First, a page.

I’m not the kind of person who is going to get up on my soapbox and preach about organic lettuce this, organic celery that (mostly because I don’t buy it myself most of the time!). But fish, meat and poultry? I feel pretty strongly about educating yourself on that. I’m not going to judge people on their decisions to eat the way they do, there are just so many factors that come into play with a person’s food choices, but I can’t stand ignorance. Know where your food comes from, know the kind of life it led before appearing on your plate and know the environmental impact it had. Then, make the decision that’s best for you.

Check out these posts from other bloggers participating in the project too:


Crispy baked salmon sticks
 
Prep time
Cook time
Total time
 
These crispy baked salmon sticks are baked to a crispy perfection and served with a creamy dijon dill dipping sauce.
Author:
Recipe type: fish
Serves: 3-4
Ingredients
  • 1½ pounds wild salmon, cut into strips
  • ⅓ cup flour
  • salt & pepper to taste
  • ¼ cup plain breadcrumbs
  • ¼ cup panko breadcrumbs
  • ¼ cup freshly grated parmesan cheese
  • ½ teaspoon dill
  • 1 egg
  • 1 tablespoon milk
Dipping sauce
  • ¼ cup plain greek yogurt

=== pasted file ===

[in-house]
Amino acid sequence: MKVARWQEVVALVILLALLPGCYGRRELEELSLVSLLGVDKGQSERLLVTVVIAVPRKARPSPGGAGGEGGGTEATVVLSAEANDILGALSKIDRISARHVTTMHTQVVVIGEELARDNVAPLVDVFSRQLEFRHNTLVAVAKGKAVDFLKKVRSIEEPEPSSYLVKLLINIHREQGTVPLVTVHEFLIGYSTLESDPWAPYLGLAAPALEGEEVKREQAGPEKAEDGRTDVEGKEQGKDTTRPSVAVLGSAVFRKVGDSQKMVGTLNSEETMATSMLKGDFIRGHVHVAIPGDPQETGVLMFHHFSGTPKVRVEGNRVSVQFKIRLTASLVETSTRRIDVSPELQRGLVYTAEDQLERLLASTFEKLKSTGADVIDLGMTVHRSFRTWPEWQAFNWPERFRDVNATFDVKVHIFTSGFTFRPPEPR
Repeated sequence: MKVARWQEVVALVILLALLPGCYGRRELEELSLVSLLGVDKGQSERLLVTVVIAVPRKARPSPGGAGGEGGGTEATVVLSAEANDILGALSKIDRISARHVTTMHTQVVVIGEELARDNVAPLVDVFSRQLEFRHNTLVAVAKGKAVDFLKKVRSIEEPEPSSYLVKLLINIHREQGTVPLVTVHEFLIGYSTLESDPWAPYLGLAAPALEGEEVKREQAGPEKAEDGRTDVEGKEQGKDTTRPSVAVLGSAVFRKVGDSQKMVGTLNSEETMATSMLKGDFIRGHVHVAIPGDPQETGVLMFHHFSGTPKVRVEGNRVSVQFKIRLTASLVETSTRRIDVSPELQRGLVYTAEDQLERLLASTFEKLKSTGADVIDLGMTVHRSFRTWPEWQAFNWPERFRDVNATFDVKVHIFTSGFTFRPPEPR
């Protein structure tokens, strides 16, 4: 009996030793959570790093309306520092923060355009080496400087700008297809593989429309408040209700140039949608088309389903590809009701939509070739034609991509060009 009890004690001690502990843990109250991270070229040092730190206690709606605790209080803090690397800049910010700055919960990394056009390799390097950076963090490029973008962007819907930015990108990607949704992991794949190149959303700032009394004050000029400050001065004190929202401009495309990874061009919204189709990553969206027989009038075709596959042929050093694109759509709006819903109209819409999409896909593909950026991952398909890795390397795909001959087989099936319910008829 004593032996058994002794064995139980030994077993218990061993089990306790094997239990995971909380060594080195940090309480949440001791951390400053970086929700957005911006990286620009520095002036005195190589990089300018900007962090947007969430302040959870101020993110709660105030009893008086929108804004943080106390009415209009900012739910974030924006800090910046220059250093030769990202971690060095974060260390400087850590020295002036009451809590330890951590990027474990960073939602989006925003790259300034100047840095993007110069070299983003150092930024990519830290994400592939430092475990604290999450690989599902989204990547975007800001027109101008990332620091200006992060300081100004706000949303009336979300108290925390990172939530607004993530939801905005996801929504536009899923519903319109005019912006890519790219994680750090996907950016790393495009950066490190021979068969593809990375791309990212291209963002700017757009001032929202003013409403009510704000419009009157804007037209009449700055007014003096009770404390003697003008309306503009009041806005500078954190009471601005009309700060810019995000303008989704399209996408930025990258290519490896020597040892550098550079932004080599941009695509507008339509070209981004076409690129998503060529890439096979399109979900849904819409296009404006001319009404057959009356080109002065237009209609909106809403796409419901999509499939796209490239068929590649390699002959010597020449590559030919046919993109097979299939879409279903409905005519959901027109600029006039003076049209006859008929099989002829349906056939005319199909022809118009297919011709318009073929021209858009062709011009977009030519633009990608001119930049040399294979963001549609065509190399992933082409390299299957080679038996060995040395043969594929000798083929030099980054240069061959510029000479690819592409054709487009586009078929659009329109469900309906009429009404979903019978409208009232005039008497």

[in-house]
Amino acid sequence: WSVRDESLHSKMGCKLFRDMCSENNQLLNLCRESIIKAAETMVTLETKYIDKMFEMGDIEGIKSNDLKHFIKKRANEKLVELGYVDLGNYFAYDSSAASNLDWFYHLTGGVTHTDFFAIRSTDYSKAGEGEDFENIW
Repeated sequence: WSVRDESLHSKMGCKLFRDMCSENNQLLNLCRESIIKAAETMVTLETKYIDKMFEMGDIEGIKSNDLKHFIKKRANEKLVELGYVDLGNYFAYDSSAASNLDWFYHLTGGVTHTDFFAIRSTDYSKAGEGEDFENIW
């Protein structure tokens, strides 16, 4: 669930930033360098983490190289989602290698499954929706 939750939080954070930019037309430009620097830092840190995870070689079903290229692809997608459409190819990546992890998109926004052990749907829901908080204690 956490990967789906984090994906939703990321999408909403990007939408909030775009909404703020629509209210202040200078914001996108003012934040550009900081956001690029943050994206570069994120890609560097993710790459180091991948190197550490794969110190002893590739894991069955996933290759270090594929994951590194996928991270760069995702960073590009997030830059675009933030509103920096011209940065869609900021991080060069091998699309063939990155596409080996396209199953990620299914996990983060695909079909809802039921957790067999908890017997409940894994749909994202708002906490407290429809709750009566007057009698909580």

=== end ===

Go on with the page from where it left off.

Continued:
• 1 tablespoon mayonnaise
  • 1 tablespoon dijon mustard
  • ½ teaspoon dill
Instructions
  1. Preheat oven to 425 degrees and grease a baking sheet.
  2. On a small plate, combine the flour with the salt & pepper.
  3. On another plate, combine both breadcrumbs, cheese and dill.
  4. In a small bowl, whisk together the egg and milk.
  5. First, coat the salmon strip in the flour mixture, then dip in the egg mixture until fully coated, next roll in the breadcrumb mixture and press down gently so that all sides of the strip are coated and place on the baking sheet.
  6. Repeat with all the remaining salmon strips.
  7. Bake for 10-12 minutes, flipping half way through.
  8. While the salmon bakes, mix together all the ingredients for the dipping sauce in a small bowl.
  9. Serve the fish sticks immediately with lemon on the side.

 

Comments

  1. 2

    says

    What a great idea to make fish sticks with wild salmon. I like to know that it is actually salmon that I’m eating in a fish stick – not mystery fish. Thanks for the recipe – gonna try it soon!

  2. 4

    says

    I love salmon myself and always try to buy wild- but that infographic is seriously informative (and scary). Glad you are able to share this through the Seafood Blog Project so that others can learn. I love the combo of dijon and dill and think this sounds like a knockout partner for the crispy fish :)

  3. 7

    says

    We have some fish farms in the Puget Sound too and it breaks my heart. And I call it poop fish. It’s disgusting. And Alaskan salmon and their practices of fish-management are top notch – by law all fish caught in Alaska are “wild” which makes me so happy. These are the perfect way to enjoy them Gina. :)

  4. 8

    Darwin Feakes says

    This looks great. I live in SE Alaska and love my wild Alaska Fish. I catch my own and love every minute of subsitance fishing and my friends who make a living fishing too. I find there is no comparison of farm fish to wild caught. Thanks for the recipe and the information.